During the Bronze Age, which according to Montelius lasted from 2000 B.C. to 800
B.C., three-quarters of England was dark with forests or drowned by swampy moors and misty
fens, haunts of wolves and boars, brown bears and yellow fevers. The Ancient Briton not only
had a job to live, but few places wherein he could live with comparative safety.
That is why so many of his barrows, tumuli, camps, weapons, cooking-pots, ornaments
and pathetic household goods are found on the high chalk downs. Chalk meant few trees.
Where there were few trees there were few wolves.
So the Ancient Briton built his huts, fortified his camp, tended his herds of sheep, swine
and goats, trained his wild horses, knapped his flints and lived his life mainly on the bare chalk,
the thymy downs. There the winds blew free. Larks sang. Harebells danced in the summer
breeze, like fields of asphodel. Conies burrowed in the chalk and were there for the catching.
The night dews filled the dew ponds with sweet water. His children gambolled on the short turf
in the bright sun. His stockade of pointed stakes was a barrier by day against foes, even as his
glinting fire, leaping in red and yellow tongues, was the terror of wolves by night.
Far below, in the valley or on the outflung green and sullen waves of the wealden plains,
there lurked every sort of terror that could menace a man and his family. Up here on the downs,
where a man might see for miles, ambush and sudden attack were not easy. Astride his fleet
horse, bow in hand, dagger in belt, hound at heel, the Bronze Age man was, in his far-off, fustian
way, a knightly fellow.
Now, although the chalk downs of Wiltshire and Gloucestershire, of Dorset and
Hampshire and all those wide and windy miles of still-lovely England are studded with the burial
mounds, the ancient camps and the shadows in the grass that mean their vanished homes,
although Stonehenge still stands against the stars in ghastly grandeur and cromlech and dolemn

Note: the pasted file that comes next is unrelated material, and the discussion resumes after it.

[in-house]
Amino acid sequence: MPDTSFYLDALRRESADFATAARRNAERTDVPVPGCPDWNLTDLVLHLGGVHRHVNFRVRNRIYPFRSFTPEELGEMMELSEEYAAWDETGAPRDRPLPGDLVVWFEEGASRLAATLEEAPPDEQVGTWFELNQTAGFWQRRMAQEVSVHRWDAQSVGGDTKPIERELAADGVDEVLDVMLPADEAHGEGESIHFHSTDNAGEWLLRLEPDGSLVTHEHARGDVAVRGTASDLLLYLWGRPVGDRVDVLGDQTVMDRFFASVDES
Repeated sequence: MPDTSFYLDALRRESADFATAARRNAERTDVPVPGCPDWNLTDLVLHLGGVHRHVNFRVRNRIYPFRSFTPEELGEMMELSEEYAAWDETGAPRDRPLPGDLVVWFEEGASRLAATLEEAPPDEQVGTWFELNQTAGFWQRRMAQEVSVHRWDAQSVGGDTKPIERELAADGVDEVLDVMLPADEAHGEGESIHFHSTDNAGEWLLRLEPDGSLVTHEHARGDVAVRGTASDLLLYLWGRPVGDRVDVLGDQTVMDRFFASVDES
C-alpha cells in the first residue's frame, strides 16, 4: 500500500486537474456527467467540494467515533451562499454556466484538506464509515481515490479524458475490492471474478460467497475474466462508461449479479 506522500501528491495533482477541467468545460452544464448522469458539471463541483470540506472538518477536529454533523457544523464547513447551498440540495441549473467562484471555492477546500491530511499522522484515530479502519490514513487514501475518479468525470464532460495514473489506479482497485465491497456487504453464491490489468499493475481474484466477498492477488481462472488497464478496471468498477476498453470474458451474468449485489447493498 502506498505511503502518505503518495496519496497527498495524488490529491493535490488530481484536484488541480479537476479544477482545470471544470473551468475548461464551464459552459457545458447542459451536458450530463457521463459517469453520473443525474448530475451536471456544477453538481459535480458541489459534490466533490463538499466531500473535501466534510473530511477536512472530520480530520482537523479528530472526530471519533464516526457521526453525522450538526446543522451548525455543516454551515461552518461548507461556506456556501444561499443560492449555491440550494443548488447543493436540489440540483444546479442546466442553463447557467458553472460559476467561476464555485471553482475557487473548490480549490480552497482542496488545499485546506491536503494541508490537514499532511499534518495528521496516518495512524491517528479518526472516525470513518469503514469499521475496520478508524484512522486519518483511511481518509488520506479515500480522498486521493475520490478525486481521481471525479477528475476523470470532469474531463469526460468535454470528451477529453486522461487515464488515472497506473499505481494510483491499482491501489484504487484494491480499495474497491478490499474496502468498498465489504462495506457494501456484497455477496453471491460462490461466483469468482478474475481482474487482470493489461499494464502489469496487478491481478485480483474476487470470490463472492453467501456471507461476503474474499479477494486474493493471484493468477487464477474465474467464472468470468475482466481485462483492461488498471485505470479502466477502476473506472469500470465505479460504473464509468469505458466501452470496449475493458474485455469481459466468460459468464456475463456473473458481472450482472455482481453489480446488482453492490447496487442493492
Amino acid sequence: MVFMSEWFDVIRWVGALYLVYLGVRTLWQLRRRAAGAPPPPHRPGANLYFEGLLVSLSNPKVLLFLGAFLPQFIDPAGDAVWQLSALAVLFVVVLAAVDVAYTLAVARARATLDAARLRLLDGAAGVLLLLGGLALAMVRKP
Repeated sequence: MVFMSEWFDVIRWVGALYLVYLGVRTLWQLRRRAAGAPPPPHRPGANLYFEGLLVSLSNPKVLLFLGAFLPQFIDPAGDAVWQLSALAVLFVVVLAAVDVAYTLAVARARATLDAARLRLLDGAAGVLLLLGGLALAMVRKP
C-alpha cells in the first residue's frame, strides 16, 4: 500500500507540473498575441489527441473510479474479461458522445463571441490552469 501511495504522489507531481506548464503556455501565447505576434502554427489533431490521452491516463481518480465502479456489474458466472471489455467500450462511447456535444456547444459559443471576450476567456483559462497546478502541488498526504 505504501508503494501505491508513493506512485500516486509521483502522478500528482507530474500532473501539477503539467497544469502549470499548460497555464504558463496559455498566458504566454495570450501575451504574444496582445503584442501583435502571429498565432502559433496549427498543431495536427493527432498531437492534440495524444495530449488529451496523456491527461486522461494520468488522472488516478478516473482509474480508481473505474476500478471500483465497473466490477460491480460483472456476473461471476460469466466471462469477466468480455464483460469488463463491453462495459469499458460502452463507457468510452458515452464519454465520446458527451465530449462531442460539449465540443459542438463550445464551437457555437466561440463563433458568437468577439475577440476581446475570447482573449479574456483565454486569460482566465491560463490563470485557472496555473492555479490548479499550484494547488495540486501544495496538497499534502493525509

tell the bloody tale of far-off sacrifices, ghost and hauntings are few and far between.
Here and there the Romans left their spirits behind. I know of a centurion who still walks
the Roman Strood between Mersea Island and the mainland, with ringing steps on moonlight
nights, and I could take you to a mud-flat on the Thames where a Viking in winged helm wades
ashore under the moon, in endless quest for his vanished longship. But although I have stood in
Stonehenge by night, and walked the glimmering woodland aisles of that ancient wood of the
Druids which they call Staverton Forest in East Suffolk, I have never met man or woman who
had any true tale to tell of a ghost of Ancient Britain, of a haunting of pre-Saxon days, until there
came a letter in the post in August, 1956. The writer was Mr. R. C. C. Clay, who lives at the
Manor House, Fovant, near Salisbury. Mr. Clay is not only an extremely busy professional man
with a practice which covers a wide extent of that country of chalk downs and glimmering
plains, but he is a Fellow of the Society of Antiquaries.
In his letter, Mr. Clay said: 'In response to your letter in the Salisbury Journal of 24
August, I am sending you an account of a personal encounter with a prehistoric horseman, just
over the Dorset border. Three episodes with 'ghosts' in my own house, which were not
witnessed by others, would not come within the scope of your inquiry and I have not included
Mr. Clay then went on to give the following account of the appearance of a prehistoric
horseman, probably of the Bronze Age. It is, I believe, unique in the annals of ghost-hunters.
Here it is.
'In 1924, I was in charge of the excavations carried out by the Society of Antiquaries on
the Late Bronze Urnfield at Pokesdown, near Bournemouth. Every afternoon I drove down to
the site and returned at dusk.
'One evening I was motoring home along the straight road which cuts the open downland
between Cranborne and Sixpenny Handley. I had reached the spot between the small clump of
beeches on the east and the pine-wood on the west, where the road dips before rising to cross the
Roman road from Badbury Rings to Old Sarum. I saw away to my right a horseman traveling on
the downland towards Sixpenny Handley, that is to say, he was going in the same direction as I
was going. Suddenly he turned his horse's head, and galloped as if to reach the road ahead of
me, and to cut me off.
'I was so interested that I changed gear to slow down so that we should meet, and that I
should be able to see who the man was. However, before I had drawn level with him, he turned
his horse again to the north, and galloped along parallel to me and about fifty yards from the